When working hard on completing a project, many of us try to listen to some music in order to focus on our task at hand and increase productivity. But why do we have this impulse — and does it pay off?
Music helps improve the brain’s health and functioning in a variety of ways, and we are often enjoying the benefits without even realizing the music is the reason.
“It improves intelligence, mood, productivity and reduces stress for people of all ages. Music is great for the brain because it activates nearly every part of it. Listening to music consistently results in a healthier brain,” says Dr. Catherine Jackson, a Licensed Clinical Psychologist, Board Certified Neurotherapist and Board Certified Coach.. As beneficial as listening to music is, playing an instrument has even greater brain benefits.
Music has been part of the intimate fabric of human connection, wellness, and communication for thousands of years.
“It moves us. It binds us. It shapes emotions, impacts mood and influences our brain,” says Dr. Michael Gervais, High-Performance Psychologist and Co-Founder of Compete to Create. “Music is a staple in locker rooms across the globe. Athletes are required to integrate their mind and body and music can be a massive influence toward that aim.”
When we listen to music our mood improves and we feel happier. As a result, when we listen to music at work or while we complete work, we also feel happier and are less stressed. “Happier, less stressed people are more productive as they complete work more quickly, complete task more accurately and come up with a greater number of, better and more creative ideas,” says Dr. Jackson.
Music without lyrics often has benefits all its own.
Studies have shown that listening to music without lyrics can improve attention and performance.”In practice, this type of music has a “white noise” type of effect, whereby listeners experience an enhanced emotional state,” says Samantha Morrison, a Health and Wellness expert for Glacier Wellness, a company dedicated to natural and sustainable health products.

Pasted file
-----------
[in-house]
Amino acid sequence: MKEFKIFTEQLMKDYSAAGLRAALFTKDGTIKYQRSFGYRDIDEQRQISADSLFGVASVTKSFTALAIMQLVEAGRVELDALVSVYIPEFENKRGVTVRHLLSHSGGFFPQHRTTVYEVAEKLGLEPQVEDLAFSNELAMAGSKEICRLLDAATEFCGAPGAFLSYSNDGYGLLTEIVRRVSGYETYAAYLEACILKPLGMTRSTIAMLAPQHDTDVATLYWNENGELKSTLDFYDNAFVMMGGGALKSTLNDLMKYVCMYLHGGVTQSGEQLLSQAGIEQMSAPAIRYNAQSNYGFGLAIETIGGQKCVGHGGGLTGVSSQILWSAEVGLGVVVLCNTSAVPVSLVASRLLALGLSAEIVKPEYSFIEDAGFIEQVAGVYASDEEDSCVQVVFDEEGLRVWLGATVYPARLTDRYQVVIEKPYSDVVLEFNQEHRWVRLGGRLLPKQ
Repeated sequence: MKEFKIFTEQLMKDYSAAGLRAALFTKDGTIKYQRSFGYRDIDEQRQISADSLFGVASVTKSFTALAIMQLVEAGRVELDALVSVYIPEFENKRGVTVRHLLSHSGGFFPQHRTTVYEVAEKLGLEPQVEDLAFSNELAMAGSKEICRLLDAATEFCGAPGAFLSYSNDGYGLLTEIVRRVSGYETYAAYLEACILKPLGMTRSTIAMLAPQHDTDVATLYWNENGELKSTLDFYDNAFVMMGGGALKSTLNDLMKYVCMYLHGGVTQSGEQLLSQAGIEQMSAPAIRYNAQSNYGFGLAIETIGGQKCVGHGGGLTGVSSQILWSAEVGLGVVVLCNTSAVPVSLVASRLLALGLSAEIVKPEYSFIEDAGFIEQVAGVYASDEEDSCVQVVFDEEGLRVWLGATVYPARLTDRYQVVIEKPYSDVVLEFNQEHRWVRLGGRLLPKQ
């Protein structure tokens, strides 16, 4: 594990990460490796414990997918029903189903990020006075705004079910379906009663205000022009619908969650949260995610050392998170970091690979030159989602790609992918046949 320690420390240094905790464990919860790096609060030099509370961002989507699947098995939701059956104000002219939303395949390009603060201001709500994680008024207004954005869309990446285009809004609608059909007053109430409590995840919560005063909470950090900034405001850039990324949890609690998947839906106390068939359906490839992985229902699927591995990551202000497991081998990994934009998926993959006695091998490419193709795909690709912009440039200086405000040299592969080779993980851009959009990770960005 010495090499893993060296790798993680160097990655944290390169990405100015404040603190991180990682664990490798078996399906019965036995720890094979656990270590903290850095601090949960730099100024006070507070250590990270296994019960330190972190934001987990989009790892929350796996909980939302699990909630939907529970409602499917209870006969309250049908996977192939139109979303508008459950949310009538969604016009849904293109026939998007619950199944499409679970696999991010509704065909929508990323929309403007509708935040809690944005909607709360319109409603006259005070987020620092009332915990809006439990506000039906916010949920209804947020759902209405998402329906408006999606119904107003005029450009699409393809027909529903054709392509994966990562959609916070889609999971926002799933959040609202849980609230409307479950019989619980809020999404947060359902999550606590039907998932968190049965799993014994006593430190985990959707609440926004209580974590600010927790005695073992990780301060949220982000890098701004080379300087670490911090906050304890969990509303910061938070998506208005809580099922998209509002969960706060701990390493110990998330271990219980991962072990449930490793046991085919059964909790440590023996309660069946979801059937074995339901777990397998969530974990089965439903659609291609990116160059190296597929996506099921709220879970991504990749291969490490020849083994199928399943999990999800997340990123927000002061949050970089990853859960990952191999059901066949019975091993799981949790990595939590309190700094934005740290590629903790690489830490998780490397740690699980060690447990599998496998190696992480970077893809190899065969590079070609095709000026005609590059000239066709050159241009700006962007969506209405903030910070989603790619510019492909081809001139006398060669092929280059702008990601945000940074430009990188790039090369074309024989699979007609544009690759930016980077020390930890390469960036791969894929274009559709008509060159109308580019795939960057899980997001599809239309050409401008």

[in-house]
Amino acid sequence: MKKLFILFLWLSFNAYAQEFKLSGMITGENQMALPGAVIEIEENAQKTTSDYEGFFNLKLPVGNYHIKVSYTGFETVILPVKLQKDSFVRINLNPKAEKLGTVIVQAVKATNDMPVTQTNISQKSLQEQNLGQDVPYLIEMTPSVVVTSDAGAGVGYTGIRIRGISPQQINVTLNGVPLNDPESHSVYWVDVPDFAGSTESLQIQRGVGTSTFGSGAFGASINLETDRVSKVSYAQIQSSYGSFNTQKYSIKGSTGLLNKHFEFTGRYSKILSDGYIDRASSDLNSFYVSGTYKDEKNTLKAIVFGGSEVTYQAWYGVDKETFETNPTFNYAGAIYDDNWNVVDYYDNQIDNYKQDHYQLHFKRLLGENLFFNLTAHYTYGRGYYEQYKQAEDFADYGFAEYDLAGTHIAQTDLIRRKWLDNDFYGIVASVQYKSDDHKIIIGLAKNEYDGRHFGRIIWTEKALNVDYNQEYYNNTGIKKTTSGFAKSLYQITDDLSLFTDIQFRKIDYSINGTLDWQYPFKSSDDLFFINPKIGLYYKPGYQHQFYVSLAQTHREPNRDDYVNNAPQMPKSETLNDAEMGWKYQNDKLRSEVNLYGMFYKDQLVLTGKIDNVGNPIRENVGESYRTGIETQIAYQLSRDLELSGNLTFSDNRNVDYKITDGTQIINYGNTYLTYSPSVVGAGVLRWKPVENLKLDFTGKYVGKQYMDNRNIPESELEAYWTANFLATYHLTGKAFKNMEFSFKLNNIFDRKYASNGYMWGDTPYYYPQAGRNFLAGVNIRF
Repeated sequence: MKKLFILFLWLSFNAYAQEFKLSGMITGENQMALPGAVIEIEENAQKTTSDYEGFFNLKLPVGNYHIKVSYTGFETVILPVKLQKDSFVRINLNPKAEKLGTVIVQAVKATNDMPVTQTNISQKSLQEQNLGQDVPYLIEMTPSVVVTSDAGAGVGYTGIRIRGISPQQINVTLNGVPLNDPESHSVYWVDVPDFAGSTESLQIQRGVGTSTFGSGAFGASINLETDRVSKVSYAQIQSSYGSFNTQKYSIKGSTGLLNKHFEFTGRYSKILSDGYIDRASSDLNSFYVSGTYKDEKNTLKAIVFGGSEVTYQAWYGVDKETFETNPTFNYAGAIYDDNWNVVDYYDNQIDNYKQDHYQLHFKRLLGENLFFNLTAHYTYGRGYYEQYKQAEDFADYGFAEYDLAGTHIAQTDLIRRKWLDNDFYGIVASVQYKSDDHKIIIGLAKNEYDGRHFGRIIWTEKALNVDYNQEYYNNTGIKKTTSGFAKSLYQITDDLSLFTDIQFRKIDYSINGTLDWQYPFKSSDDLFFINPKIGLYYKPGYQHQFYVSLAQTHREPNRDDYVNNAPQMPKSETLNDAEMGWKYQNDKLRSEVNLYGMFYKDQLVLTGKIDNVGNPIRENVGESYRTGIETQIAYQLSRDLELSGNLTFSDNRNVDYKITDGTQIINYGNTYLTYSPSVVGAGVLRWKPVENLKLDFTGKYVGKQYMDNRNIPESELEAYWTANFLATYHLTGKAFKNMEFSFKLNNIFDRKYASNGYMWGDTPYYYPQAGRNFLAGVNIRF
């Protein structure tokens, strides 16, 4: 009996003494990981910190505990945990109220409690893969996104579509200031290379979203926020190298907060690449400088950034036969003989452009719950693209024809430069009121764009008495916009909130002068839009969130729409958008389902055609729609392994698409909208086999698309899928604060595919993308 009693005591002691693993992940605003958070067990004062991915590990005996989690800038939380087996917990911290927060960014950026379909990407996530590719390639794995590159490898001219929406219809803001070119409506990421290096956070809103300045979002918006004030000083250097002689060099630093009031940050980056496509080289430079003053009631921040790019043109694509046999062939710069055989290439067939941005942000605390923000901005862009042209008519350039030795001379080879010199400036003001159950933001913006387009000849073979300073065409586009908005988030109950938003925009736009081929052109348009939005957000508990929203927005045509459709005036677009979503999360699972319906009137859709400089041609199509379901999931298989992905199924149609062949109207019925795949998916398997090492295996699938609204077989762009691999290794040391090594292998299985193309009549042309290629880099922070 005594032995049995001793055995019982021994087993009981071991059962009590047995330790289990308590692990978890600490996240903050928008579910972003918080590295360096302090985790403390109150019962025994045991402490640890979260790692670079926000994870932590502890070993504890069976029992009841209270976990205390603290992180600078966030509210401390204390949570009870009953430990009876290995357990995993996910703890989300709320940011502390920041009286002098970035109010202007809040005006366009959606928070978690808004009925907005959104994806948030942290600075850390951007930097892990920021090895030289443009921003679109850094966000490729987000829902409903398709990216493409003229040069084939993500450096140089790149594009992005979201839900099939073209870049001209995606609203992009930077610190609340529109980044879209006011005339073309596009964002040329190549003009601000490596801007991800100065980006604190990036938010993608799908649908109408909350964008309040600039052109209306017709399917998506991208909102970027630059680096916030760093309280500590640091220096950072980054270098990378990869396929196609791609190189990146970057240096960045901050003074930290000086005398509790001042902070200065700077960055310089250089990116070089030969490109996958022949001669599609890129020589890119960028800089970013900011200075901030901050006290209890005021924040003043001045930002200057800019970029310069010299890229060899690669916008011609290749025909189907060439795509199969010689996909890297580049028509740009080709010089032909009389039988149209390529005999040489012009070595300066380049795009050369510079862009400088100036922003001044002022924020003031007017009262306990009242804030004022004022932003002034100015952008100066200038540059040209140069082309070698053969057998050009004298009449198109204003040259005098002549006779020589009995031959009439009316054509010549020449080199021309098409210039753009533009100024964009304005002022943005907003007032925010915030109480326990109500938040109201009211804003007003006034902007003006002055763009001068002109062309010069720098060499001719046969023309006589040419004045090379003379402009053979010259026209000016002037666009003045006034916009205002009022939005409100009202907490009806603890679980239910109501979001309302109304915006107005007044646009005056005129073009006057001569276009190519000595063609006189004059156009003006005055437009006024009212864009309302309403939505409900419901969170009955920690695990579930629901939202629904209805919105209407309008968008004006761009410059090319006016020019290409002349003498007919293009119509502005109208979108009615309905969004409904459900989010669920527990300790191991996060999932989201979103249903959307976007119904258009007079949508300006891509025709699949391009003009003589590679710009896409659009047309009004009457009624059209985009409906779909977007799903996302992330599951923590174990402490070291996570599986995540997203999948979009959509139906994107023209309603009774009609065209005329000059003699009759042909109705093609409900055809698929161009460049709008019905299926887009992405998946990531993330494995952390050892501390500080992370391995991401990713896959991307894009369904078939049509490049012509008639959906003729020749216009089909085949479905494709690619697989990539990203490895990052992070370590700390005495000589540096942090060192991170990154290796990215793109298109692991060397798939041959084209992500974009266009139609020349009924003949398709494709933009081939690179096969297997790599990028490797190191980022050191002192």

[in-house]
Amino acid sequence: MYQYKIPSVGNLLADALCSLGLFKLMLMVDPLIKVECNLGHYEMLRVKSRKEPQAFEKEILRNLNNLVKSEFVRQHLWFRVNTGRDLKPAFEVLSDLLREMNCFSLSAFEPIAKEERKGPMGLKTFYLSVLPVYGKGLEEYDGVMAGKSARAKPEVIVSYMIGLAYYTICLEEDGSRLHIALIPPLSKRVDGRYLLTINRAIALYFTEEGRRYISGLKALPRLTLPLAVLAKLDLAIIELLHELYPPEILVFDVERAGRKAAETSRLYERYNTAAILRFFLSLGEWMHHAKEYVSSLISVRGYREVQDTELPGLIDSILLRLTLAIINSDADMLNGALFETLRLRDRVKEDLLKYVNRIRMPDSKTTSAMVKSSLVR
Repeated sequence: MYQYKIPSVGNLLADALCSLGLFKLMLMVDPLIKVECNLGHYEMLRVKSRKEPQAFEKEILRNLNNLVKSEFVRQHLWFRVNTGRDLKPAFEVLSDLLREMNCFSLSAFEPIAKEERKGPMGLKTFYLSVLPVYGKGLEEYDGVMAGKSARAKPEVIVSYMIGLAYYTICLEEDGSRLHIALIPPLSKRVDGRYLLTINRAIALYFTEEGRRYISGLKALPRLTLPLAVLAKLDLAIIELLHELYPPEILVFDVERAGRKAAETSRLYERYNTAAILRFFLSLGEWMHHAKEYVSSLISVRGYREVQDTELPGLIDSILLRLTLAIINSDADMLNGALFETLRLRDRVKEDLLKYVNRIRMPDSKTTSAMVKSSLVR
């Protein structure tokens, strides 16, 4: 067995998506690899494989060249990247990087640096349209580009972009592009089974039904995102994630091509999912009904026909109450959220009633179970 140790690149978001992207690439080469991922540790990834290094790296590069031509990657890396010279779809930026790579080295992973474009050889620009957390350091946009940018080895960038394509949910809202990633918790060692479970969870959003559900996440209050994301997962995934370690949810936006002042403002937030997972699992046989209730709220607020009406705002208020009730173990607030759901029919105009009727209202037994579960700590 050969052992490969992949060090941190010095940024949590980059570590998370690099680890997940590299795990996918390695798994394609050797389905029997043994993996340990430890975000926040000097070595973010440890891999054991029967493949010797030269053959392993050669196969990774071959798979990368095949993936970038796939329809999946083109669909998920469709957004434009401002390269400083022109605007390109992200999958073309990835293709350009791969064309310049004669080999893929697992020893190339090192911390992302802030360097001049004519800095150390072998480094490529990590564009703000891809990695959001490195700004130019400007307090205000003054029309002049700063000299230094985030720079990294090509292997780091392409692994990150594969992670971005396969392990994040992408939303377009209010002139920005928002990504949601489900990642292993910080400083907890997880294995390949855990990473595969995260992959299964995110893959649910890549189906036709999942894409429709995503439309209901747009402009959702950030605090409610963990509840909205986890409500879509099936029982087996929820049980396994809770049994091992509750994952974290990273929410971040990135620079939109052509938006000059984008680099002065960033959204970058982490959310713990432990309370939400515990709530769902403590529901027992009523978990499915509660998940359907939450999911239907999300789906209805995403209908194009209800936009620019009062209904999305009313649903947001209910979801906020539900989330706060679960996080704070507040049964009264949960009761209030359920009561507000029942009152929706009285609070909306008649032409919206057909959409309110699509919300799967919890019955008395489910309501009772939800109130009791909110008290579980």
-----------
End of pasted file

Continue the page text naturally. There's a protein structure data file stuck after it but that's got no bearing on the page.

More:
However, studies have also found that the listener’s subjective preference to the music may actually be more influential than the type of music itself. In any case, “listening to music affects our brain’s natural pattern recognition and temporal predictions centers, it invariably leads to the release of dopamine. As a result, listening to music creates a positive feedback loop of reward while lowering stress, improving attention, and increasing overall productivity,” says Morrison.
Most importantly, it teaches us to listen.
“The word ‘obey’ is derived from a Latin term which means, ‘to reach out towards that to which one listens.’ Neither obedience nor listening are common features of modern society,” says Olivier De Wulf, an Audio-psycho-phonologist and president of NeuraSonic.
True listening means charging your own brain with nourishment and energy.
It also means radically changing human relationships. “I have worked with people who are stuck around a trauma. But the trauma itself isn’t the whole problem. We build walls around ourselves to protect ourselves from that fear. And because of those walls, there’s an awareness that there’s much more potential that’s not being expressed in our lives – and that is the cause of our depression and our unhappiness,” says De Wulf.
By learning to listen and focus, we can channel our productivity and maximize our performance — all while listening to tunes we enjoy. Sounds like a win-win.